Learn About Aortopulmonary Window

What is the definition of Aortopulmonary Window?

Aortopulmonary window is a rare heart defect in which there is a hole connecting the major artery taking blood from the heart to the body (the aorta) and the one taking blood from the heart to the lungs (pulmonary artery). The condition is congenital, which means it is present at birth.

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What are the alternative names for Aortopulmonary Window?

Aortopulmonary septal defect; Aortopulmonary fenestration; Congenital heart defect - aortopulmonary window; Birth defect heart - aortopulmonary window

What are the causes of Aortopulmonary Window?

Normally, blood flows through the pulmonary artery into the lungs, where it picks up oxygen. Then the blood travels back to the heart and is pumped to the aorta and the rest of the body.

Aortopulmonary window

Babies with an aortopulmonary window have a hole in between the aorta and pulmonary artery. Because of this hole, blood from the aorta flows into the pulmonary artery, and as a result too much blood flows to the lungs. This causes high blood pressure in the lungs (a condition called pulmonary hypertension) and congestive heart failure. The bigger the defect, the more blood that is able to enter the pulmonary artery.

The condition occurs when the aorta and pulmonary artery do not divide normally as the baby develops in the womb.

Aortopulmonary window is very rare. It accounts for less than 1% of all congenital heart defects.

This condition can occur on its own or with other heart defects such as:

  • Tetralogy of Fallot
  • Pulmonary atresia
  • Truncus arteriosus
  • Atrial septal defect
  • Patent ductus arteriosus
  • Interrupted aortic arch

Fifty percent of people usually have no other heart defects.

What are the symptoms of Aortopulmonary Window?

If the defect is small, it may not cause any symptoms. However, most defects are large.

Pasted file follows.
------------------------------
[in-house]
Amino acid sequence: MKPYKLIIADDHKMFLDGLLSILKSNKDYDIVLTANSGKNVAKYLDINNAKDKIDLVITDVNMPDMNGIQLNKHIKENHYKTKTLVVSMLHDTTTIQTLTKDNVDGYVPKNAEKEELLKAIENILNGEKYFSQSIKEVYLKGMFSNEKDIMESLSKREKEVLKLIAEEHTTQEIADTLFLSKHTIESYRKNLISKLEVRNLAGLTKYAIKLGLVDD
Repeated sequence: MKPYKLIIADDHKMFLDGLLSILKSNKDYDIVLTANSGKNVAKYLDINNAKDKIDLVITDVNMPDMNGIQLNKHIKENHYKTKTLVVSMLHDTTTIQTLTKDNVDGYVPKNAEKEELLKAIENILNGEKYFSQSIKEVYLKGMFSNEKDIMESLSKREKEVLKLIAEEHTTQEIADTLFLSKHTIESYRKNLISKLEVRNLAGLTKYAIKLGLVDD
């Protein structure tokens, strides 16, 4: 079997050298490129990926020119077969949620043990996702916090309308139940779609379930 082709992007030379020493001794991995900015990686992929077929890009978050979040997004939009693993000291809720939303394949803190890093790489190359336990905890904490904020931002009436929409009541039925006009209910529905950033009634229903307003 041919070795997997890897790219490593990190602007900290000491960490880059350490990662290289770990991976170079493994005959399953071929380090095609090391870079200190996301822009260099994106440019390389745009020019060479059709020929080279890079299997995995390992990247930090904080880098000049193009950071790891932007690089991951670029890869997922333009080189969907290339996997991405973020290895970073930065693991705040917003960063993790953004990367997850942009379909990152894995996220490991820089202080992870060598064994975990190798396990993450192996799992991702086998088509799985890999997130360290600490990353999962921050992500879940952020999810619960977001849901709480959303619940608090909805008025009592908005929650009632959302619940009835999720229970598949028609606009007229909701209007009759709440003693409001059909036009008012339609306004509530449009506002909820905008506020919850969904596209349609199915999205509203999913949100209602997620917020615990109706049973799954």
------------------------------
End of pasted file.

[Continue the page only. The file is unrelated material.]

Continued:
Symptoms can include:

  • Delayed growth
  • Heart failure
  • Irritability
  • Poor eating and lack of weight gain
  • Rapid breathing
  • Rapid heartbeat
  • Respiratory infections
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What are the current treatments for Aortopulmonary Window?

The condition usually requires open heart surgery to repair the defect. Surgery should be done as soon as possible after the diagnosis is made. In most cases, this is when the child is still a newborn.

During the procedure, a heart-lung machine takes over for the child's heart. The surgeon opens the aorta and closes the defect with a patch made either from a piece of the sac that encloses the heart (the pericardium) or a man-made material.

Who are the top Aortopulmonary Window Local Doctors?
Elite
Highly rated in
20
conditions
Thoracic Surgery
Pediatric Cardiology

Stanford Childrens Health

Cardiothoracic Surgery Clinic

300 Pasteur Dr 
Stanford, CA 94305

Richard Mainwaring is a Thoracic Surgeon and a Pediatric Cardiologist in Stanford, California. Dr. Mainwaring has been practicing medicine for over 40 years and is rated as an Elite doctor by MediFind in the treatment of Aortopulmonary Window. He is also highly rated in 20 other conditions, according to our data. His top areas of expertise are Pulmonary Atresia, Aortopulmonary Window, Pulmonary Atresia with Ventricular Septal Defect, and Ventricular Septal Defects. He is licensed to treat patients in California. Dr. Mainwaring is currently accepting new patients.